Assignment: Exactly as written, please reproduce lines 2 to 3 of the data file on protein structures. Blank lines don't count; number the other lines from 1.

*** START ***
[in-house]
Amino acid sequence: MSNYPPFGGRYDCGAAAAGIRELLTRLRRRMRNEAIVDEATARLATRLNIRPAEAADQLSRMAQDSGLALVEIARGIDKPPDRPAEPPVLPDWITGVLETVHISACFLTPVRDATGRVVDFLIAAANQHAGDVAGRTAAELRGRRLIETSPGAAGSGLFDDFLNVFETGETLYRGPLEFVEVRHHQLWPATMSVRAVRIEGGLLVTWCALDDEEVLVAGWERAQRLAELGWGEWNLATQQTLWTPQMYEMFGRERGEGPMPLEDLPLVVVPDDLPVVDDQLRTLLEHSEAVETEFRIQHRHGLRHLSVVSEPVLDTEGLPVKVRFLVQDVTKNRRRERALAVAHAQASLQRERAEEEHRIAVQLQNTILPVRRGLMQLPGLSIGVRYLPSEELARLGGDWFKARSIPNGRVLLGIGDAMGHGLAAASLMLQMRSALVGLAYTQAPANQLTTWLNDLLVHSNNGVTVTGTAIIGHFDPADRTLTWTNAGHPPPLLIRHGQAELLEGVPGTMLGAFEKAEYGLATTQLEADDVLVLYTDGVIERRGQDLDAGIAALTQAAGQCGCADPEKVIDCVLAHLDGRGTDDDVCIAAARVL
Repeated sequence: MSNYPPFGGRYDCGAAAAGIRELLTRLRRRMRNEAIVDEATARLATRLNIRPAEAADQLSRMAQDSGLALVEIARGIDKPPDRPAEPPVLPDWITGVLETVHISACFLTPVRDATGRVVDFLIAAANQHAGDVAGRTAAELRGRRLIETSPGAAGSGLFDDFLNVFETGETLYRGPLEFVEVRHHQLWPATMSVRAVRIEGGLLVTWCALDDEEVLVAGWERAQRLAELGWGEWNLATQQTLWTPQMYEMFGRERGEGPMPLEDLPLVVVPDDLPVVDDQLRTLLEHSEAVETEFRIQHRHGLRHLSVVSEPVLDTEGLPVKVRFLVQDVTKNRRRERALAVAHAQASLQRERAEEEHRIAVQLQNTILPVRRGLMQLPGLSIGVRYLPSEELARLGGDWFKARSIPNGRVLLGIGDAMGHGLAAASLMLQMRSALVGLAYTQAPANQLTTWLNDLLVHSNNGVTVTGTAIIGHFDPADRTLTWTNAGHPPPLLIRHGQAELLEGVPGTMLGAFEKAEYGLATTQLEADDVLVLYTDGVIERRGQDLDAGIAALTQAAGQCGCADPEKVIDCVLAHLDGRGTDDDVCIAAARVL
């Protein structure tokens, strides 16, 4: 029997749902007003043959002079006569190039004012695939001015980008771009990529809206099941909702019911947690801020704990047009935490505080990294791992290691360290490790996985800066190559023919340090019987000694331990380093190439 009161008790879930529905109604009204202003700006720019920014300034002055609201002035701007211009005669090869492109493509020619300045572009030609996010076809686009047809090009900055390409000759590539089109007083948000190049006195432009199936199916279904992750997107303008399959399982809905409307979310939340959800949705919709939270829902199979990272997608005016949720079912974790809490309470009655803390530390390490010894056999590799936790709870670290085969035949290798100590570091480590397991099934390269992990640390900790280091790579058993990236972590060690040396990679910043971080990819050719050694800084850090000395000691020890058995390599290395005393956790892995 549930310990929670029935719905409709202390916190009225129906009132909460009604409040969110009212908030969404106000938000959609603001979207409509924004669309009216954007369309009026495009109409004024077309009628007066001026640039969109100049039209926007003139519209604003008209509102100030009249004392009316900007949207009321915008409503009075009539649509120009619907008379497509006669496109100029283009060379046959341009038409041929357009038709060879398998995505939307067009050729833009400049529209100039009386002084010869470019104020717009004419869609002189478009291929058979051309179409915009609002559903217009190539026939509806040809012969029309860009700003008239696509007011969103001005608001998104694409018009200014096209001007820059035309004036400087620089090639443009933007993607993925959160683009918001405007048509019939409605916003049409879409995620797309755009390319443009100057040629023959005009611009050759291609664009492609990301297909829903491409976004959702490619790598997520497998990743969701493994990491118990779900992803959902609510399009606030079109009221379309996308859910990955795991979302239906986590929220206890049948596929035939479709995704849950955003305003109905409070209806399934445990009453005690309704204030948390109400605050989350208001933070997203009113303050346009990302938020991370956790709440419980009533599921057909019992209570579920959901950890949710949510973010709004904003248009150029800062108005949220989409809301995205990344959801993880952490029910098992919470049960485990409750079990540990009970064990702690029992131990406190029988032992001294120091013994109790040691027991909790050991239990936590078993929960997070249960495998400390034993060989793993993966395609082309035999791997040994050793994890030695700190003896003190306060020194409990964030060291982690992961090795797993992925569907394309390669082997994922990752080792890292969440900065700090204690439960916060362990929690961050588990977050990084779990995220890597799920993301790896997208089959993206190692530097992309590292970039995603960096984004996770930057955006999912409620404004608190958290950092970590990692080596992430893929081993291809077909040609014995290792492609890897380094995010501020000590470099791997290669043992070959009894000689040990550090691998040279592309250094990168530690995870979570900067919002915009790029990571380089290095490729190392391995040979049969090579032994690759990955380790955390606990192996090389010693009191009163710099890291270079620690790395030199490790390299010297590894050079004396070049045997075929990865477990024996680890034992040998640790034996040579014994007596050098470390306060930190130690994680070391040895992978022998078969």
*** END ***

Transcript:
Amino acid sequence: MSNYPPFGGRYDCGAAAAGIRELLTRLRRRMRNEAIVDEATARLATRLNIRPAEAADQLSRMAQDSGLALVEIARGIDKPPDRPAEPPVLPDWITGVLETVHISACFLTPVRDATGRVVDFLIAAANQHAGDVAGRTAAELRGRRLIETSPGAAGSGLFDDFLNVFETGETLYRGPLEFVEVRHHQLWPATMSVRAVRIEGGLLVTWCALDDEEVLVAGWERAQRLAELGWGEWNLATQQTLWTPQMYEMFGRERGEGPMPLEDLPLVVVPDDLPVVDDQLRTLLEHSEAVETEFRIQHRHGLRHLSVVSEPVLDTEGLPVKVRFLVQDVTKNRRRERALAVAHAQASLQRERAEEEHRIAVQLQNTILPVRRGLMQLPGLSIGVRYLPSEELARLGGDWFKARSIPNGRVLLGIGDAMGHGLAAASLMLQMRSALVGLAYTQAPANQLTTWLNDLLVHSNNGVTVTGTAIIGHFDPADRTLTWTNAGHPPPLLIRHGQAELLEGVPGTMLGAFEKAEYGLATTQLEADDVLVLYTDGVIERRGQDLDAGIAALTQAAGQCGCADPEKVIDCVLAHLDGRGTDDDVCIAAARVL
Repeated sequence: MSNYPPFGGRYDCGAAAAGIRELLTRLRRRMRNEAIVDEATARLATRLNIRPAEAADQLSRMAQDSGLALVEIARGIDKPPDRPAEPPVLPDWITGVLETVHISACFLTPVRDATGRVVDFLIAAANQHAGDVAGRTAAELRGRRLIETSPGAAGSGLFDDFLNVFETGETLYRGPLEFVEVRHHQLWPATMSVRAVRIEGGLLVTWCALDDEEVLVAGWERAQRLAELGWGEWNLATQQTLWTPQMYEMFGRERGEGPMPLEDLPLVVVPDDLPVVDDQLRTLLEHSEAVETEFRIQHRHGLRHLSVVSEPVLDTEGLPVKVRFLVQDVTKNRRRERALAVAHAQASLQRERAEEEHRIAVQLQNTILPVRRGLMQLPGLSIGVRYLPSEELARLGGDWFKARSIPNGRVLLGIGDAMGHGLAAASLMLQMRSALVGLAYTQAPANQLTTWLNDLLVHSNNGVTVTGTAIIGHFDPADRTLTWTNAGHPPPLLIRHGQAELLEGVPGTMLGAFEKAEYGLATTQLEADDVLVLYTDGVIERRGQDLDAGIAALTQAAGQCGCADPEKVIDCVLAHLDGRGTDDDVCIAAARVL